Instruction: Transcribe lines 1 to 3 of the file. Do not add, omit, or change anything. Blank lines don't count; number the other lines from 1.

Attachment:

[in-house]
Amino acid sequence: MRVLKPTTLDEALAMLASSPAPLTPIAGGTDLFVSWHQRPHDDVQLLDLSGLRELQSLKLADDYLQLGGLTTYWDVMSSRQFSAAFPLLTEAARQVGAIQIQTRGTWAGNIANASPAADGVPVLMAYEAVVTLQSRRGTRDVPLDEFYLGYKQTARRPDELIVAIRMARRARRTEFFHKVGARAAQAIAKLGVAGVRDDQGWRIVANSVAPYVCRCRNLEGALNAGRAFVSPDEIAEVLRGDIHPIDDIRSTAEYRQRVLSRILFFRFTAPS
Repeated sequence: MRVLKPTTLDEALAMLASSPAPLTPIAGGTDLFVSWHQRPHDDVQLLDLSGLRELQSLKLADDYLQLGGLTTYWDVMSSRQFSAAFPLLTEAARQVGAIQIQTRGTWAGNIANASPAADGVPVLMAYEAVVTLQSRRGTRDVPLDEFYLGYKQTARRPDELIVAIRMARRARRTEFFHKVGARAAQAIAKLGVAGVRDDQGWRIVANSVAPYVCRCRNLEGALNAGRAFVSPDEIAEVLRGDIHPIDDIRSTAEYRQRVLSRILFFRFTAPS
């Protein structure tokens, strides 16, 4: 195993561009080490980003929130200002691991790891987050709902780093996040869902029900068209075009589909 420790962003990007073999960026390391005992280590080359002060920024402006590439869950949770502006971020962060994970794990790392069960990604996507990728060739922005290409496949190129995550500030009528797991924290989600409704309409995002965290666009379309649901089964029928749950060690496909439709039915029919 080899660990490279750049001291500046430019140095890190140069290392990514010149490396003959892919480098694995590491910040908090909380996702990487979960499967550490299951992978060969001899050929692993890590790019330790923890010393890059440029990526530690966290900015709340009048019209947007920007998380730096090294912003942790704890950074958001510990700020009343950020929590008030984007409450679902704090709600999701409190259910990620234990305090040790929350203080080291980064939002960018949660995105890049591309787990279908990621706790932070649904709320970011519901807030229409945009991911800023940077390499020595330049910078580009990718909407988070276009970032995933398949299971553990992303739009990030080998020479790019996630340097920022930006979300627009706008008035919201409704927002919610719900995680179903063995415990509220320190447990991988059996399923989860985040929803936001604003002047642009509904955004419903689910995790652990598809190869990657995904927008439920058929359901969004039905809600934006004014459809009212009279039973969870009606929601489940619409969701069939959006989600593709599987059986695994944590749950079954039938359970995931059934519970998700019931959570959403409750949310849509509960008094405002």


[in-house]
Amino acid sequence: MRVLKPTTLDEALAMLASSPAPLTPIAGGTDLFVSWHQRPHDDVQLLDLSGLRELQSLKLADDYLQLGGLTTYWDVMSSRQFSAAFPLLTEAARQVGAIQIQTRGTWAGNIANASPAADGVPVLMAYEAVVTLQSRRGTRDVPLDEFYLGYKQTARRPDELIVAIRMARRARRTEFFHKVGARAAQAIAKLGVAGVRDDQGWRIVANSVAPYVCRCRNLEGALNAGRAFVSPDEIAEVLRGDIHPIDDIRSTAEYRQRVLSRILFFRFTAPS
Repeated sequence: MRVLKPTTLDEALAMLASSPAPLTPIAGGTDLFVSWHQRPHDDVQLLDLSGLRELQSLKLADDYLQLGGLTTYWDVMSSRQFSAAFPLLTEAARQVGAIQIQTRGTWAGNIANASPAADGVPVLMAYEAVVTLQSRRGTRDVPLDEFYLGYKQTARRPDELIVAIRMARRARRTEFFHKVGARAAQAIAKLGVAGVRDDQGWRIVANSVAPYVCRCRNLEGALNAGRAFVSPDEIAEVLRGDIHPIDDIRSTAEYRQRVLSRILFFRFTAPS